January 5, 2009
Grades and Disabilities
This is the time of the year when grades start coming in, and distraught students soon follow. There are numerous prior posts on dealing with the aftermath from fall grades; if you are new to ASP, I would suggest scrolling through the archives to find some of the wonderful, informative posts by the current and former blog editors.
When students land on your doorstep, please listen carefully to their stories. Many of their stories will sound the same. But listen for things you may not think are relevant; listen for signs of disabilities. My advice is two-fold; listen for disabilities the students may not have felt comfortable disclosing at the start of law school, and listen for signs that a student may need a referral to a specialist to be tested for learning disabilities. Disabilities may not be "handled" by your office, but ASP professionals are frequently the first ones to hear or see a problem. Don't assume the student knows where to go, or who to speak to, if your office doesn't handle the technical side of accommodations for students with disabilities. Find out where to refer students if you do not know. Students hit with the double whammy of lackluster grades and the possibility of a disability may be disoriented and overwhelmed; help them by having the relevant information on hand. Many times, it's as easy as googling your institutions website and searching for accommodations. Sometimes it will require a phone call to your Dean of Student Services.
Here is a short list of things to listen for in student meetings:
1) "My arm/leg/wrist fingers ached throughout the exam, so I just couldn't type/write fast enough. I broke my arm/leg/wrist last year, but it's all healed."
Many students think that they are done healing when the cast or brace comes off. In reality, it takes much longer for broken bones to heal, and they may need a temporary or permanent accommodation for exams if the break was within the year, or if it was a complex or multiple fracture.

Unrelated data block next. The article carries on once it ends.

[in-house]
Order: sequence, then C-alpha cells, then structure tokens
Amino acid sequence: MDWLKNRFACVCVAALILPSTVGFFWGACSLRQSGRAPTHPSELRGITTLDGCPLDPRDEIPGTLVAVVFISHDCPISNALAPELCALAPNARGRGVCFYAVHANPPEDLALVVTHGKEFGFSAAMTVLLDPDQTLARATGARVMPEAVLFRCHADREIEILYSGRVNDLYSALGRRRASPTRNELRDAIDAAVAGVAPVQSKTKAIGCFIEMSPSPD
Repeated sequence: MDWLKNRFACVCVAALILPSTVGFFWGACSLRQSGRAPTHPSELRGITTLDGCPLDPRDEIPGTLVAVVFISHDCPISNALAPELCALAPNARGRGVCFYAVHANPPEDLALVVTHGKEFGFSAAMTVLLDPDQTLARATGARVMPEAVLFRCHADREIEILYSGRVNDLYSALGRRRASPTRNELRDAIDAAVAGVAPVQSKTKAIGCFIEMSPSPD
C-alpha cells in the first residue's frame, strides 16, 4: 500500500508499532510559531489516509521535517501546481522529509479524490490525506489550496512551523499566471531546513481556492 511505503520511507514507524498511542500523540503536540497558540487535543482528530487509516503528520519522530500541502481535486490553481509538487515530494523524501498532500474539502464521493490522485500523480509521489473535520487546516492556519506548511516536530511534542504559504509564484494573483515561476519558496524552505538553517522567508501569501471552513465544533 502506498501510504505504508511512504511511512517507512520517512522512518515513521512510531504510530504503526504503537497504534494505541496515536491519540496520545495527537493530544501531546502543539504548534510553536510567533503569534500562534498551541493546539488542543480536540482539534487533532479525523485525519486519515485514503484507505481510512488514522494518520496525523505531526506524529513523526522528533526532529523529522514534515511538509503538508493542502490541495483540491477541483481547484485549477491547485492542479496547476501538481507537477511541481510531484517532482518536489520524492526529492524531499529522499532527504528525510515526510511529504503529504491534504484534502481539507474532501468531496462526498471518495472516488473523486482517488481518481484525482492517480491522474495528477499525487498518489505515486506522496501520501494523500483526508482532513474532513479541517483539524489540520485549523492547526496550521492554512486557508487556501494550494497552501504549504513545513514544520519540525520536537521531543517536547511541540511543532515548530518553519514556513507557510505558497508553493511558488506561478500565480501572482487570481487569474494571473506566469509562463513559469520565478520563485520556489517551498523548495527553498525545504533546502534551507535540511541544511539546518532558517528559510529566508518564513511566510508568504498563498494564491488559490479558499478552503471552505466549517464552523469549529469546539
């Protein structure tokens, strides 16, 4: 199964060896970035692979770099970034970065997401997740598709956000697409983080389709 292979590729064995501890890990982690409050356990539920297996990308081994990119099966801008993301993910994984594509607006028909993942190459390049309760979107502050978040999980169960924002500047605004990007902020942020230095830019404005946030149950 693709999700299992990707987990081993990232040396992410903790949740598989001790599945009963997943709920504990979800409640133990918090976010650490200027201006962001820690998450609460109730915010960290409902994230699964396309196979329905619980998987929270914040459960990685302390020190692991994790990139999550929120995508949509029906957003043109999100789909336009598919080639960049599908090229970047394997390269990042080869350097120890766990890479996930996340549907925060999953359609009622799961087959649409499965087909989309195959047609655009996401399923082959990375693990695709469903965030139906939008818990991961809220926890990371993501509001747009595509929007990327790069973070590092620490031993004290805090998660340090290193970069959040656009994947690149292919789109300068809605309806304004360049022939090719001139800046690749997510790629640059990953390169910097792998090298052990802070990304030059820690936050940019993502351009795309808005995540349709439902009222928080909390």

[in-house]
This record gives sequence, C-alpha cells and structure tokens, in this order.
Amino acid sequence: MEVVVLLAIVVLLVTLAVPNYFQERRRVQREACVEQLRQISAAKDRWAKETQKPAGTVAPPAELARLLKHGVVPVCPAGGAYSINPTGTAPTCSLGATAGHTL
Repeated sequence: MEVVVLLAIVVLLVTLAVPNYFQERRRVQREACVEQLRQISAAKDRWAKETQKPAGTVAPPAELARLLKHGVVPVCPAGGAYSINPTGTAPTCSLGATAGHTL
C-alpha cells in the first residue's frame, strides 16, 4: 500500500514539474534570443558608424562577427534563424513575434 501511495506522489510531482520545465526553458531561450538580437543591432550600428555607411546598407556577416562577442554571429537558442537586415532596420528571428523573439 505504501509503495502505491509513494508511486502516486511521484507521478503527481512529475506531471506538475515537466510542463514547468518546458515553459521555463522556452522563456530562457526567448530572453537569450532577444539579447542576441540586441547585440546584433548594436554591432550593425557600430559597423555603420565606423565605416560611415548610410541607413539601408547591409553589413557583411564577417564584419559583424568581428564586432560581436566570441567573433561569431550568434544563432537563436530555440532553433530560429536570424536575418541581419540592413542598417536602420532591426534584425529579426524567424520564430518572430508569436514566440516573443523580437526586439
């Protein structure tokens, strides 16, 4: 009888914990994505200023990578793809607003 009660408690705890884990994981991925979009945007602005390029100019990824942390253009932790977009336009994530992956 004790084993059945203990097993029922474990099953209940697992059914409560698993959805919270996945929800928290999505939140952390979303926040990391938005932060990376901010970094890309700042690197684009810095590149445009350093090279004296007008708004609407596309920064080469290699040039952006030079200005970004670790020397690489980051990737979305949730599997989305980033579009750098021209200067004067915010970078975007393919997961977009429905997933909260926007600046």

2) "I think I had some special help when I was, like, in kindergarten or something, but I don't really remember. My parents said I was fine."
Red flags should go up when you hear a student mention accommodations or a diagnosed learning disability in the past. Law students are high achievers, and they may have found ways in the past to compensate for a deficit. Ask them to find any original paperwork if possible, and ask them to schedule additional testing with a specailist. Let them know that the law school is requesting the paperwork so they have a response if their parents balk at the request to dig up the past. Some parents have a hard time believing their high achieving, superstar daughter or son may be struggling with a learning disability.
3) "I am so ashamed. I am so stupid. I thought if I just worked more, it would be fine. When I worked really hard in college, I did fine, although I studied 60 hours a week and only carried 9 or 11 credits a semester. I had to put so much time into my classes in undergrad that it took me 5 years to graduate. But I only had three classes this semester, and I still did bad."
Students who had to work exceptionally, unusually hard in undergrad to achieve good grades can hit a wall when they get to law school. Listen carefully to their story; unusual amounts of work to achieve good grades in the past is a sign that the student may have an undiagnosed learning disability. The student worked exceptionally hard to compensate for a deficit, but the pace and nature of law school require more than extra hard work. These are the hardest students to refer to a specialist. I err on the side of referring a student when it seems unclear. It's better to over-refer than have a student academically dismissed because of an undiagnosed learning disability.
4) "My medication makes me sleepy all the time/keeps me up all night/makes me jittery and forgetful. I feel like I am always out-of-it. There is nothing I can do; I have to take medication X."
Send the student back to the prescribing doctor with instructions to get the side effects documented. Many prescription medications can make a 3 or 4 hour exam impossibly difficult. Small accommodations, such as a private testing room or short breaks, can make the exam manageable.
These are just four of the many stories you may hear after students receive fall grades. If you have a question, ask the person in charge of accommodations at your school. If you need more guidance than they can provide, check out professors at the school of education on your campus, if you have one. Many education professors are happy to help or provide recommendations if you ask. (RCF)
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